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The art of curing and preserving meats with salt and smoke has been around since long before refrigeration was invented. In fact, it's been in use by humanity for longer than iron or glass. Ancient Romans learned how to preserve meat with salt from the ancient Greeks, who likely learned the process from the ancient Egyptians, while the Chinese had similarly been preserving meats for thousands of years.
Curing meats with salt isn't exactly a treacherous endeavor. After all, this is what Justin Basye — executive chef at Stella Sola — accurately refers to as "peasant food." The basic process is simple: Cover a piece of meat, usually pork, in salt. Leave it to dry. Remove salt. Eat.
The term "charcuterie" arose in 15th-century France to describe not only the process of curing and preserving meats but all the activities that surround butchering and using every piece of the pig, which is the meat traditionally associated with the craft. The resulting foodstuffs are most compactly described as anything made with forcemeat, which is a mixture of ground meat and fat combined with seasonings, although some forms of charcuterie — such as the huge, swaggering hams hung from barn rafters and doorways, old world-style — are nothing more than pieces of meat dried and cured with salt. Forcemeat is used to make everything from terrines to Tuscan salami, from pâté to pepperoni.
Many modern restaurants will order a whole pig only to use one or two parts, then throw the rest away. This kind of wastefulness has been a luxury afforded to us only recently, and it accounts for higher food costs where it's practiced. Restaurants paying a premium for a whole hog yet using only its loin are throwing away the potential for hams and dozens of different sausages as well as delicacies like headcheese or guanciale, not to mention the potential for money that could be made off these items.
The scientific process behind curing meat is fairly simple. Salt acts as a means of dehydration, pulling water molecules out of the meat and creating an environment in which bacteria — which need moisture to live — cannot survive. Or, as Ruhlman and Polcyn put it in Charcuterie: "By pulling water out of the meat, salt, by definition, dehydrates it. When it enters the cells of the meat, it also dehydrates the microbes that cause decay and spoilage and other potentially hazardous bacteria, either killing them or inhibiting their ability to multiply. This is salt's main preservative mechanism — dehydrating microbes."
In other words, properly cured meats are just about the safest kind of meat to eat. Not to mention they keep very well without spoiling and taste delicious with a glass of Spanish wine.
What's the risk of restaurants making their own charcuterie, according to the Houston health department? The department has no qualms with things like terrines, pâtés and lardo, which are all examples of refrigerated charcuterie. It's the hanging and cured meats that shift the operation into what's referred to as the "danger zone."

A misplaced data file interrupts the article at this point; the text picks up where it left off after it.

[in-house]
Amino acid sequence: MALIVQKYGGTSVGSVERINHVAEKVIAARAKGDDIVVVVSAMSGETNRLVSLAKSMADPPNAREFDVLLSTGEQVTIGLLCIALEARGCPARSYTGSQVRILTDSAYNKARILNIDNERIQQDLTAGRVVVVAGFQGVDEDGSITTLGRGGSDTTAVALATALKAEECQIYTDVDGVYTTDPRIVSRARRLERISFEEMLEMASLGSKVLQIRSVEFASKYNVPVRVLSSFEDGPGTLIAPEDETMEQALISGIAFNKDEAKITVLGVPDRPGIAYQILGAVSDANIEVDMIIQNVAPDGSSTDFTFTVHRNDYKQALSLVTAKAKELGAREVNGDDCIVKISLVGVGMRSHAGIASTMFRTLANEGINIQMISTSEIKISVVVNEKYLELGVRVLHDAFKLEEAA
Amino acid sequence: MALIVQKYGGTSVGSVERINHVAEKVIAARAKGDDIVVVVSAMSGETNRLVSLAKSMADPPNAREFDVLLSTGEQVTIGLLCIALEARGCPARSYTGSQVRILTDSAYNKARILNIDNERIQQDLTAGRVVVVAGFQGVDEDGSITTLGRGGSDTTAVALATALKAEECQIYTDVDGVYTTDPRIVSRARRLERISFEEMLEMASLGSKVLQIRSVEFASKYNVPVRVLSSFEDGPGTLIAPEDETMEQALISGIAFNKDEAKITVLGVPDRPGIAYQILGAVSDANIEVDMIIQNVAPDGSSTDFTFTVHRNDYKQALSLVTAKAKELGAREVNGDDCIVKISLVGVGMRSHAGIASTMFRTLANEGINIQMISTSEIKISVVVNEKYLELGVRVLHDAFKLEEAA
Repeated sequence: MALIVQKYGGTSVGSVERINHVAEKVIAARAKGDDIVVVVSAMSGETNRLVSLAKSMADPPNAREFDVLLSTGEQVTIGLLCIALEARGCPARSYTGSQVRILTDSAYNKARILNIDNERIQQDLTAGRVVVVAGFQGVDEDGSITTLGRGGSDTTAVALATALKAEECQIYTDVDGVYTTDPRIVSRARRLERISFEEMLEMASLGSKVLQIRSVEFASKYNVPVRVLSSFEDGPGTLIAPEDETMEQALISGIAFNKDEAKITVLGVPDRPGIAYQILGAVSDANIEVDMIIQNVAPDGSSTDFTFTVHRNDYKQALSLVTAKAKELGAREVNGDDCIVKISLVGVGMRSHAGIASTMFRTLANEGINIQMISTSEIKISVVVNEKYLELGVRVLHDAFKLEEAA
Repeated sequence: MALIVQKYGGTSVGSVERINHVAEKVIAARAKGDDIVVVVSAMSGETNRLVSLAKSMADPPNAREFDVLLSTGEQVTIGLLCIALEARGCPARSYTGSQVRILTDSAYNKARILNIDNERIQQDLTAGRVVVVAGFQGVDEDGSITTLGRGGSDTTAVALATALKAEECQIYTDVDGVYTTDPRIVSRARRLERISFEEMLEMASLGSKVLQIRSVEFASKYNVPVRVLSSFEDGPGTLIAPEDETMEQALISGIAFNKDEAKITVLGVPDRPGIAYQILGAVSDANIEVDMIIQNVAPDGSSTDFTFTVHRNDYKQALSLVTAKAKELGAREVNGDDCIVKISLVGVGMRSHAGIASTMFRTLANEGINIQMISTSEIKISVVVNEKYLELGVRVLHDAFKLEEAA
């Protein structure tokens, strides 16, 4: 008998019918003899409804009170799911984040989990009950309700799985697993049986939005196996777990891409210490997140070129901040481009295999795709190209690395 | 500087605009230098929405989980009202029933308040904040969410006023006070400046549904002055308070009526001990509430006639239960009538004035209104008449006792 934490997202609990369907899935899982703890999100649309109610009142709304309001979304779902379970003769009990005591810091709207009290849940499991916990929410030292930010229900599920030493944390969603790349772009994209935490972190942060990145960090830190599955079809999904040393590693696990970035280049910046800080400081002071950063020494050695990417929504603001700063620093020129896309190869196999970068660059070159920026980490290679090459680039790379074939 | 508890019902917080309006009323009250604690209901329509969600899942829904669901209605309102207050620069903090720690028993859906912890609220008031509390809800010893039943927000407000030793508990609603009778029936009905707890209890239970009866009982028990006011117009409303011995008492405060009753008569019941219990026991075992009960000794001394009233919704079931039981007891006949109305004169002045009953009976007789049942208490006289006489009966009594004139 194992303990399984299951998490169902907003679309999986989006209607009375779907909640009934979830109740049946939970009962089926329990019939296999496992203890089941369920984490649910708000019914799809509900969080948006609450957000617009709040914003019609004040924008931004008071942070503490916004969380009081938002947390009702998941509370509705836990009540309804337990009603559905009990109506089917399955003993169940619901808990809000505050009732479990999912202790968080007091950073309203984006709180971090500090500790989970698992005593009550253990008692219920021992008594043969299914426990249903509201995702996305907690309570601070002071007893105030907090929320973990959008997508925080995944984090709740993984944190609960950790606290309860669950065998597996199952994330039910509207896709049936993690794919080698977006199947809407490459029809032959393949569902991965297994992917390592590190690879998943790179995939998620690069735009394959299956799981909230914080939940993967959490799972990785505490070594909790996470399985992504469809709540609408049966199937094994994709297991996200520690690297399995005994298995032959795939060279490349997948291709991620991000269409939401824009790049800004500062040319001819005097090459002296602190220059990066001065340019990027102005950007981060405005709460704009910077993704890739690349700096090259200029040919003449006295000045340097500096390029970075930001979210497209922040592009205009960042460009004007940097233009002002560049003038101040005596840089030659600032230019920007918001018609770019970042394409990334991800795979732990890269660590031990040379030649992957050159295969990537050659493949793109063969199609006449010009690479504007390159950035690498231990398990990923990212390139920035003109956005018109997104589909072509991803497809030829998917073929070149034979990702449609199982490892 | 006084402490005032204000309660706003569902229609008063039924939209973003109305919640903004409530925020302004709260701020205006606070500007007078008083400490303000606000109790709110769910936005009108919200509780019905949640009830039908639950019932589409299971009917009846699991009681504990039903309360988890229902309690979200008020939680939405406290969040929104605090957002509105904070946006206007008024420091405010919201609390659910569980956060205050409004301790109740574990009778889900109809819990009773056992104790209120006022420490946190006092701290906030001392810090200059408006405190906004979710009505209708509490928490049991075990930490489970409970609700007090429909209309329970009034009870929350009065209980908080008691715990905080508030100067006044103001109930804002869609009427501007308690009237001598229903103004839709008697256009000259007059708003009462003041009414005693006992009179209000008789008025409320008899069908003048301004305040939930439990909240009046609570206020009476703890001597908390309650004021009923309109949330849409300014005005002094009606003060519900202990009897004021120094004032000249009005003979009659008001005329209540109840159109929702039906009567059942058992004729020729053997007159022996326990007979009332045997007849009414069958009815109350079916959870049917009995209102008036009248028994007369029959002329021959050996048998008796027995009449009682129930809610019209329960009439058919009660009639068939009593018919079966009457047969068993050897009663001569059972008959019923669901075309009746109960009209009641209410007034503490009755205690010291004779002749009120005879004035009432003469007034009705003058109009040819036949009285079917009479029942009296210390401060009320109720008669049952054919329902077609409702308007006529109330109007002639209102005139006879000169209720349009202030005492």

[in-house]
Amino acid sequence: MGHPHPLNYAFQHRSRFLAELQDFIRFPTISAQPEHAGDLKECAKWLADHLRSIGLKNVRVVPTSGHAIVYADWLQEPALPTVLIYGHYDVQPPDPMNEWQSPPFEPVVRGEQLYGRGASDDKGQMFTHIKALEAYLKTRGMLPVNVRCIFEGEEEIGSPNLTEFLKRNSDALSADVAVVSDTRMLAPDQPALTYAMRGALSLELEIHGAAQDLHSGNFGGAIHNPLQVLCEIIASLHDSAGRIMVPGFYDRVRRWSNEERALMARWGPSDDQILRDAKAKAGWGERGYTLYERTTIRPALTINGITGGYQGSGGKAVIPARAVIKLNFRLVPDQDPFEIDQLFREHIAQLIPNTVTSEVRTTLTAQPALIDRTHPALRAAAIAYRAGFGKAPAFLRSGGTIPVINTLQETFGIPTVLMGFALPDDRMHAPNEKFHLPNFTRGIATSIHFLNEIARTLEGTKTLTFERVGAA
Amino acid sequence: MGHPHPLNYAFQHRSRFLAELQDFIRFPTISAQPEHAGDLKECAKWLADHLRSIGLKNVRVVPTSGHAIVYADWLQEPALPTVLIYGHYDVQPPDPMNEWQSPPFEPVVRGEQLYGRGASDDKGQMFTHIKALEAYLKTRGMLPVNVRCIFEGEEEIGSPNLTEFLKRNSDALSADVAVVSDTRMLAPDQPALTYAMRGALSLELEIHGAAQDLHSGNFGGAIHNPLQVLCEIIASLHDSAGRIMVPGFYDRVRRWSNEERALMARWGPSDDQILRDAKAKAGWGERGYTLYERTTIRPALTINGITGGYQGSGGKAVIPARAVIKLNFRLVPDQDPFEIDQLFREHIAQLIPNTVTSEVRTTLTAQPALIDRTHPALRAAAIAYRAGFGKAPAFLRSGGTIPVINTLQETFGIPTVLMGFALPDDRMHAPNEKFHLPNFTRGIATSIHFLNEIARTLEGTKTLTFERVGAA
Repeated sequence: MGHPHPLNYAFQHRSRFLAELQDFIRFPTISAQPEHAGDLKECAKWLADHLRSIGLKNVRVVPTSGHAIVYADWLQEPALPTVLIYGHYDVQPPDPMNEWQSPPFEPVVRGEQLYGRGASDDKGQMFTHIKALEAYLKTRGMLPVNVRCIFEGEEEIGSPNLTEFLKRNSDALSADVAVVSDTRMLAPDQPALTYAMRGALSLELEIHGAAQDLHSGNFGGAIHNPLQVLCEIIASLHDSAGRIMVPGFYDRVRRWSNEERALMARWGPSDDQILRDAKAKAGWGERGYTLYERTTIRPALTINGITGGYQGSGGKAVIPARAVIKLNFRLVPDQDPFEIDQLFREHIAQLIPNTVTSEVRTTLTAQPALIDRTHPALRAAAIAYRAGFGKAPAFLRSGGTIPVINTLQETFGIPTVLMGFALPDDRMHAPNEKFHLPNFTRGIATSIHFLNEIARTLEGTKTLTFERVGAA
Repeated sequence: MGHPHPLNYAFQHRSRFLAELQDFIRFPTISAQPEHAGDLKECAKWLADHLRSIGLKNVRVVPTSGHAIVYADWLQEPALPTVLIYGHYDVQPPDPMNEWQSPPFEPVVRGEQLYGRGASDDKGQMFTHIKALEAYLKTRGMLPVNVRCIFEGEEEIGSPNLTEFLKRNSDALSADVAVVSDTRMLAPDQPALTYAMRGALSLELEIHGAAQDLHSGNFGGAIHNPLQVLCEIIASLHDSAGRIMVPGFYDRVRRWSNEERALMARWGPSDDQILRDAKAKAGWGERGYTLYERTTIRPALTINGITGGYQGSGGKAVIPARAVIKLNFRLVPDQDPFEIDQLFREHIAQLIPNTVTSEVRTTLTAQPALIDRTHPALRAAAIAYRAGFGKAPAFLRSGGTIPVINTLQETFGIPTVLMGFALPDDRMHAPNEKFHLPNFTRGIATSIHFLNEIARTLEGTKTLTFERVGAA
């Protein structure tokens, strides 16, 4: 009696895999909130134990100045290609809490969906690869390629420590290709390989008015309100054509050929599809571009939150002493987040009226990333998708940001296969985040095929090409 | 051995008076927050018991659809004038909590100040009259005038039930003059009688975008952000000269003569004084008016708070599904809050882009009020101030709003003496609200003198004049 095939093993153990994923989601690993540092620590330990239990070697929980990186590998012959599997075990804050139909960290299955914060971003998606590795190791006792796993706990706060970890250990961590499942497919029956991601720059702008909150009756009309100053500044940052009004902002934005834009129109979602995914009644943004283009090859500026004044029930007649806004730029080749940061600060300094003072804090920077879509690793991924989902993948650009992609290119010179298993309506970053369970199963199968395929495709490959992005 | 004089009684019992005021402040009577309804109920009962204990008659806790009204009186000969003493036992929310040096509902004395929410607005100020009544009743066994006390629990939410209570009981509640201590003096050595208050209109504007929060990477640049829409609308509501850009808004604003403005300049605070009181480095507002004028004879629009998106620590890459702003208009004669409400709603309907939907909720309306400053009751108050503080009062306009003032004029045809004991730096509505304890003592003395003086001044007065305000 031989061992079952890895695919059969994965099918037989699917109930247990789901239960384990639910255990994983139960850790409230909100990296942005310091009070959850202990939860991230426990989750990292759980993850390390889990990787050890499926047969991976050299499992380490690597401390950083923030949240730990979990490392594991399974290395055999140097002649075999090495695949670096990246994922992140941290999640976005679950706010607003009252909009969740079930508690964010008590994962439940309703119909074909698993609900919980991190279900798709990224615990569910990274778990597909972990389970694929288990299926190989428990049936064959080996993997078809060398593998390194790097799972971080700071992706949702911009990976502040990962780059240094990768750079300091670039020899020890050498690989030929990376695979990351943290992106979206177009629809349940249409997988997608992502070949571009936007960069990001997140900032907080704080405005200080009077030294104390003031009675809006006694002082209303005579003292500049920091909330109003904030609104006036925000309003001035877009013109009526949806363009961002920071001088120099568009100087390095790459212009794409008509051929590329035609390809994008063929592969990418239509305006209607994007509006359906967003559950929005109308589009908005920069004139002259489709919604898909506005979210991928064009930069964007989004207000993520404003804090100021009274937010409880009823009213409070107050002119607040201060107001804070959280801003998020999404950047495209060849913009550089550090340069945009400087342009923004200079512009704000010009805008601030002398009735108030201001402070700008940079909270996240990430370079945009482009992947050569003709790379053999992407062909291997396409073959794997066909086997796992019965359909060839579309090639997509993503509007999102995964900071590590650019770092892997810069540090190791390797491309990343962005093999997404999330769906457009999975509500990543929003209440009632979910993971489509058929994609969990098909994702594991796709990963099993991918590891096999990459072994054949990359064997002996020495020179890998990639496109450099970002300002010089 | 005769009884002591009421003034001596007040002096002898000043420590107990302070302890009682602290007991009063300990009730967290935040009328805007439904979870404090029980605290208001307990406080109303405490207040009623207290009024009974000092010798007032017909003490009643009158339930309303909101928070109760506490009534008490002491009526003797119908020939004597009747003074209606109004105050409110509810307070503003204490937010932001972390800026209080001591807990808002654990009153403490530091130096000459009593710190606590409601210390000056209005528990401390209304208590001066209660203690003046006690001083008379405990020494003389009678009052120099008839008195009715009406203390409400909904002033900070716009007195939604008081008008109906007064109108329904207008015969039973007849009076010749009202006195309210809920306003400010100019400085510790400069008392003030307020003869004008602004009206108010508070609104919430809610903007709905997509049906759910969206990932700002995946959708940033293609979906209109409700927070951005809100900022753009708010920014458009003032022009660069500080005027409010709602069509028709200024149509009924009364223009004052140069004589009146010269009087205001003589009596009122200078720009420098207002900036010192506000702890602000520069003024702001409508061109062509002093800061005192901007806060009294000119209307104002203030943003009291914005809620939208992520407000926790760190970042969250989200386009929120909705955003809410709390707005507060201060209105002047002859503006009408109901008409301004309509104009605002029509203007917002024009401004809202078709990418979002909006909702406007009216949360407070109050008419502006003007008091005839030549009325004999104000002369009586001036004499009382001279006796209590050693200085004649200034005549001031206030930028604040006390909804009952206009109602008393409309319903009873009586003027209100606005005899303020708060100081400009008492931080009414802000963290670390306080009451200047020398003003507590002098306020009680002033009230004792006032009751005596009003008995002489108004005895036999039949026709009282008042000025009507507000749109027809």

To be considered safe by the health department, meat must be kept at or below 41 degrees Fahrenheit. Most curing takes place at around 50 degrees. And it's not just the temperature that's at issue. "We're concerned with both time and temperature control," says Carolyn Gray, the health department's chief sanitarian. "We don't want the meat kept in that danger zone — between 41 degrees and 135 degrees — for more than four hours. Otherwise, dangerous bacteria can start to grow."
There are other factors. "A lot of times when you start curing meat, you're working in a temperature that's in the danger zone," adds Key. "You're starting to add nitrates or nitrites to sausages — things to kill bacteria or extend the shelf life. And that would be against our normal operation, things that we normally do."
Restaurants can get approval to cure their own meats by both obtaining a variance and instituting a Hazard Analysis and Critical Control Points plan. A variance is a written document from the Houston health department, the Texas Department of State Health Services or the U.S. Department of Agriculture that basically says that modifying or waiving one or more requirements in an ordinance is, in their opinion, not a hazard. Smokehouses require variances, for example. "And if you were to hang your sausages at room temperature instead of in a refrigerator, it would require a variance," says Gray.
Then there's the HACCP plan. In restaurants, this plan is required when the kitchen is processing or handling food outside the normal scope of its procedures and the health department's ordinances. Even a brief overview of a typical HACCP plan on the FDA's Web site is enough to put the most legally inclined person to sleep. The plans are extensive, highly meticulous and require an entire team of professionals — from lawyers to microbiologists — to create.
"They have to provide a flow diagram showing us every step that the product goes through from receipt to service," says Gray. "In that flow diagram, they have to identify the hazards — whether bacterial, chemical or physical — and then they have to show us how they're going to control those hazards. They have to have an employee and supervisor training plan."
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